This article will explore the concept of ethics within the college coaching profession. It will discuss the concept of holding the coaches responsible for their unethical behavior along with the Universities. Today, more than ever, the pressure for a coach to win in college sports is overwhelming. Many times the pressure to win or the drive to get the next big job and/or pay raise, causes coaches to feel the need to step over the ethical line. An example of coaches crossing the line can be seen when their program is winning at a high level and they are being treated as Gods by the school, students and fans. This God complex makes these coaches feel as they can do no wrong and that they are above the law. There are so many student athletes that are in need of guidance, so what are these coaches teaching the athletes? So, what is a coach? A coach is one who fills many different rolls. He is a teacher, mentor, role model and sometimes a friend or confidant. In Kerkhoff (2013) Grant Teaff, executive director of the American Football Coaches Association, referred to his group’s Code of Ethics. Article 2, Section 2 states that a coach should conduct himself so as to maintain the principles, integrity and dignity of his institution, Teaff went on to add, The second article which I think applies and is very important is Article 8, Section 1. It states that it’s vitally important that a coach’s actions and behavior at all times bring credit to himself, his institution and the game of football. When you think about college coaches today, coaches such as Pete Carroll, Joe Paterno, Jim Tressel, and Bruce Pearl come to mind. What do these coaches have in common besides their proven ability to win at the highest level? It is that they practice unethical behaviors and have no regard for the rules that are in place. What are the consequences for these coaches? All four of these coaches were either fired or let go from their programs. Bruce Pearl was fired and Jim Tressel resigned because they lied to the NCAA to cover up rules infractions. Pete Carroll left the University of Southern California to coach in the National Football League just as the NCAA applied sanctions to the University for his actions while coaching and Joe Paterno, who was considered as one of the best college coaches ever, helped to cover up the actions of a convicted child molester. In all cases, the coaches were fired and the Universities were left holding the bag. That’s what is crazy about these situations. The universities and the students are the ones who suffer the consequences. Once the investigation is completed the coaches have usually moved on to another job and the students are the ones who pay the price. They are the ones that are left to work through the punishments handed down. With respect to the four coaches I listed earlier, Bruce Pearl and Jim Tressel are both able to coach but haven’t returned. Pearl is an analyst for CBS and Tressel is now the vice president for student success at Akron, where he teaches a course on coaching. Pete Carroll just won the Super Bowl with the Seattle Seahawks and Joe Paterno is now dead. The NCAA is finally starting to address this problem with a new enforcement structure that is supposed to dramatically change the way it punishes these unethical coaches in college athletics. These changes that took effect Aug.1 2013 mean that coaches will finally be held accountable for infractions that happen under their watch. It also means that these coaches could be penalized in a way that follows them if they change jobs. In Auerbach (2012), NCAA President Mark Emmert stated, we have sought all along to remove the ‘risk-reward’ analysis that has tempted people-often because of the financial pressures to win at all costs- to break the rules in the hopes that either they won’t be caught or that the consequences won’t be very harsh if they do get caught. Hopefully this new plan will work, but why has it taken so long? Mandel (2007) stated, cheating in college football is a tradition as old as the sport itself. In fact, it’s hard to imagine one without the other. Scandal is almost as much a part of the sport’s culture as tailgating and fight songs. It is sad, but it is true. These new rules might curb the behavior of these unethical coaches until they find that ever present loophole and they’ll be up to their old games. In Associated Press (2012) David Ridpath, past president of The Drake Group stated, it sounds nice in theory but until I see a big-time coach like (John) Calipari or somebody get suspended for a year, I will not believe this will do anything. In conclusion, the NCAA has finally added some consequences to make sure their rules are followed and for this I give them credit. The big question is, will they adjust these rules when the rule-breaking coaches find the loopholes? My suggestion is to let them use the loopholes, slip it around their necks and let them hang themselves.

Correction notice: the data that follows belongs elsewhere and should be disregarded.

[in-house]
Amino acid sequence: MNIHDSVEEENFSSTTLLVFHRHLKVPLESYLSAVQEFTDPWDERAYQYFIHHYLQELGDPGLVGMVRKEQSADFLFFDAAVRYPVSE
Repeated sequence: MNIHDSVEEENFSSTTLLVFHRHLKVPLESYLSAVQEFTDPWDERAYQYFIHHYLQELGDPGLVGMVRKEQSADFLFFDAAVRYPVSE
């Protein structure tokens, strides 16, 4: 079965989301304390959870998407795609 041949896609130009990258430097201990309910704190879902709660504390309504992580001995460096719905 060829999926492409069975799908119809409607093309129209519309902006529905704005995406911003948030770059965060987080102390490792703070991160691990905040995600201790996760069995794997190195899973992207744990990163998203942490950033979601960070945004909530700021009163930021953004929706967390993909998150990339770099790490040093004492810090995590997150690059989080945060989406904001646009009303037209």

Associated Press. (2012). NCAA Approves Tougher Sanctions. Retrieved from: http://espn.go.com/college-sports/story/_/id/8572310/ncaa-approves-tougher-sanctions-rule-breakers
Auerbach, N. & Wolken, D. (2012). NCAA Overhauls Enforcement Rules. USA Today Sports. http://usatoday30.usatoday.com/SPORTS/usaedition/2012-10-31-NCAA-approves-changes-in-infractions-enforcement_ST_U.htm